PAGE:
POSTED ON: Tuesday 06th December 2022

Tai chi and Yin-Yang together

Online Tai Chi Master

How Yin-Yang philosophy and tai chi inform each other.
This post covers Yin-Yang theory, and how it relates to, and supports the students understanding of tai chi concepts.

Yin-Yang theory.
The yin-yang theory states that all things in the universe are governed by opposing, yet interdependent forces.
Yin is stillness, or the shady, valley side of the mountain, the feminine, the colder aspect, or winter. Yin is also associated with the earthly energies and is typically represented by the colour black.
Yang is motion and includes the sunny side of the mountain, the masculine, the hotter aspect, or summer. Yang is also associated with the heavens and is typically depicted by the colour white.
The classic Yin-Yang or tai chi symbol depicts the two polar opposites as being intertwined with each other, not separated, mutually supporting, and as one fades away, or disappears, the other arises. The importance of the smaller circle containing the colour of the opposing energy, or force is that within each polar opposite lies the seed of growth potential inside it, so that one aspect can change into another.

Yin-Yang and change in tai chi.
In tai chi, an awareness of the Yin-Yang aspect of training is very important. How this manifests itself happens continuously and is nearly always in constant flux or change. In one moment if following a shift of weight, the leg becomes more solid and energised or substantial, due to the extra load imposed, then that leg is more yang, and the other leg more insubstantial, or yin.
When pressing the palm forward away from the body, the front (palm) of the hand is said to be yang (more active), and the back of the hand yin (more passive). However, during a rapid withdrawal of the hand, then the opposite becomes true, the back of the hand is yang, the front is yin.

The lower and upper body.
The lower half of the body is more substantial, solid, powerful or full and therefore yang, whilst the upper half is more empty, or lighter, thus is more yin. When moving to the right, the right side of the body is yang – more substantial, and the left side is more yin or insubstantial. These opposing aspects can change or transmute from one into another slowly during a gradual, smooth transition, or rapidly during a burst of energy, called fajing.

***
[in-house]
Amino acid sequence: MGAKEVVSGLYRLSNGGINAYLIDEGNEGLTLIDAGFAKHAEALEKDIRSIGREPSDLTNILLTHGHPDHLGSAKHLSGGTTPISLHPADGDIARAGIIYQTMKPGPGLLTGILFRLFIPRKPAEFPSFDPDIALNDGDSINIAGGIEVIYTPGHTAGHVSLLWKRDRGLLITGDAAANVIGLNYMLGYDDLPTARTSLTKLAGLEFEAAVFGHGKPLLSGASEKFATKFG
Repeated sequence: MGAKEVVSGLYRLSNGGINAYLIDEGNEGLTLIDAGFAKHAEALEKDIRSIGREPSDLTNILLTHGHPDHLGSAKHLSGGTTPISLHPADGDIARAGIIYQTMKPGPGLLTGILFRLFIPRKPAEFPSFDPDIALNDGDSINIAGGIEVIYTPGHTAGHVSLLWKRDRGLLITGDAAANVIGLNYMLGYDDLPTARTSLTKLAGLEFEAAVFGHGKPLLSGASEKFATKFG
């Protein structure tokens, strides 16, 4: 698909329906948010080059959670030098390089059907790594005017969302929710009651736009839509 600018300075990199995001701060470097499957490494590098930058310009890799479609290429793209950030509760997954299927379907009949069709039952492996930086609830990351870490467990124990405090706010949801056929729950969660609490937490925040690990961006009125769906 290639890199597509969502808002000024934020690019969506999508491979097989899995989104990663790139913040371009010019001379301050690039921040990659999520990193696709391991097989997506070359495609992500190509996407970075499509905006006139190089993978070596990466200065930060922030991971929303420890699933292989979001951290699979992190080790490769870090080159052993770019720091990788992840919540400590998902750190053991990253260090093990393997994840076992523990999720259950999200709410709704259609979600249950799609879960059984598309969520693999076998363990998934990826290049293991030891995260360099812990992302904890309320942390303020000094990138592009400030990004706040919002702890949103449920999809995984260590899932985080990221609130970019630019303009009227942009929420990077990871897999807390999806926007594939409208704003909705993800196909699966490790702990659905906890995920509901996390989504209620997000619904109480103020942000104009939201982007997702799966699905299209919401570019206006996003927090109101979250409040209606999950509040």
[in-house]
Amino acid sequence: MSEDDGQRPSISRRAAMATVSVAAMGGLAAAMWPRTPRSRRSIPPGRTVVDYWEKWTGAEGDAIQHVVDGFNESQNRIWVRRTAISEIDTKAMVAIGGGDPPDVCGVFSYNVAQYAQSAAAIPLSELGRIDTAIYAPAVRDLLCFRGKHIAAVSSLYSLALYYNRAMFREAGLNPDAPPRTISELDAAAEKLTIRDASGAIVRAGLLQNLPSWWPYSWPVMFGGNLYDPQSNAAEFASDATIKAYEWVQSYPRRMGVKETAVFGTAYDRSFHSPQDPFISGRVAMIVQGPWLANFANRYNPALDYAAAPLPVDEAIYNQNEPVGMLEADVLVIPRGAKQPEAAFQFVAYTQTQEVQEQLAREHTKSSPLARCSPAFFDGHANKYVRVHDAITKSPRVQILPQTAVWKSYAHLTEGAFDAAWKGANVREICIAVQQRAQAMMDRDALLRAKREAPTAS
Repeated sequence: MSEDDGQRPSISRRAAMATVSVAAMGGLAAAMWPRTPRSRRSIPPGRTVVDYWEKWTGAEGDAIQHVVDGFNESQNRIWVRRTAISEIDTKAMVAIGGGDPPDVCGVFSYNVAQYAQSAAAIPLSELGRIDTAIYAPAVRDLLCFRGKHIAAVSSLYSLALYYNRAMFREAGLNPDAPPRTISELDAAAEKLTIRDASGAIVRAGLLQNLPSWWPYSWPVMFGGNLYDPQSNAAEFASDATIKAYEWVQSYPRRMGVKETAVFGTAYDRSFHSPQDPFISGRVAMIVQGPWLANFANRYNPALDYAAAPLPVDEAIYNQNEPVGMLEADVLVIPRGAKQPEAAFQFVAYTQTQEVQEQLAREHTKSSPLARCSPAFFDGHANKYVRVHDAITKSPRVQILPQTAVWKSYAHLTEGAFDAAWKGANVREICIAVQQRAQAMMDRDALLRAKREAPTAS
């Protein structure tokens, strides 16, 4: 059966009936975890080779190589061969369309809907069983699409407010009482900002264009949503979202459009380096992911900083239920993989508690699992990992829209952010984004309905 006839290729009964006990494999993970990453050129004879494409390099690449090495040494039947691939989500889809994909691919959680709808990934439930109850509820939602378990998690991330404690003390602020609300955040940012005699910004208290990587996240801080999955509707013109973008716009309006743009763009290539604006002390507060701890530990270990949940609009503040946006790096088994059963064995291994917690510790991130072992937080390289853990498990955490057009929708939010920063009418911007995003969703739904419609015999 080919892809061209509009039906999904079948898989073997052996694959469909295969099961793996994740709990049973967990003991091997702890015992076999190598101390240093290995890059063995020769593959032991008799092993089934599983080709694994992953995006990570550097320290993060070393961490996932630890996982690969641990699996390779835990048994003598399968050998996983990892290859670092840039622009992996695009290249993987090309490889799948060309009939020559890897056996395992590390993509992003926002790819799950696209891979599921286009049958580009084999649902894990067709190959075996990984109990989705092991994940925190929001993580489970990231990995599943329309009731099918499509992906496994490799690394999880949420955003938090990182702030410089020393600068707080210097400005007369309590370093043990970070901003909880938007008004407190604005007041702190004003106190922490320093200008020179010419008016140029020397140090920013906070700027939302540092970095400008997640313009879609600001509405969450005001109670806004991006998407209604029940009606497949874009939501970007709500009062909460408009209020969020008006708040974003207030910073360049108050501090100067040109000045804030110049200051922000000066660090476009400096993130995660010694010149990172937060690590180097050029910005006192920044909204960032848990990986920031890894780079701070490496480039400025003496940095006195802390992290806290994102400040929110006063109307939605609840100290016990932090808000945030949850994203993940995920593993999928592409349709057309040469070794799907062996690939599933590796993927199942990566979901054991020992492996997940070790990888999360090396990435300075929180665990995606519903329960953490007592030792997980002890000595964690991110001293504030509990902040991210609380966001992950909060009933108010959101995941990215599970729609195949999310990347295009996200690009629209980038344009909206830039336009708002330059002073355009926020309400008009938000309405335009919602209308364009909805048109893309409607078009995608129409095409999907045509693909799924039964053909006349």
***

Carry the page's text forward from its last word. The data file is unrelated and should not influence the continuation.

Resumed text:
Awareness of and understanding the different states of the body leads to a greater overall state of balance and awareness of the Qi energy circulation at all times. A feeling of rooting and stability of the lower half of the body that is strong, stable and therefore substantial allows the upper half of the body to be light, flexible and able to rapidly respond to change, or yield, especially during combat conditions.

Cannon Fist.
The continuous interchange between solid and empty, substantial and insubstantial is reflected, or demonstrated especially during the second routines of the Chen Style Tai Chi routines, called Canon Fist – Pao Chui. The requirements here are for rapid, explosive discharges of energy, fajing, primarily with the fists, but also for other parts of the body – the elbows, feet, central trunk. These movements all originate from a ‘sunken’, relaxed, solidly rooted posture and translate as a sudden shift of weight, a rapid rotation of the dantien (lower energy centre), and lightning fast transmissions of movement to the fist/elbow etc.
The Yin-Yang balance is rapidly changing here from one state to another during the fajing energy release. These differing states allow for the rapid channelling of Qi energy through the meridians to make the strikes more powerful. Here we could say that the Yin-Yang concepts in the tai chi body are the fast and the slow, the empty and the full, the relaxed and the solid, and all of the movements are cyclical, one following after the other. The Yin-Yang principal in tai chi here is that after hardness comes softness, and softness can then become hardness, the tai chi form itself should be trained into the body such that there is an outward appearance of calm and relaxation, with the inward spirit strong and stable.
Having this deeper understanding of how the Yin-Yang concepts are reflected in our tai chi routines deepens and informs your training in a powerful and practical way.

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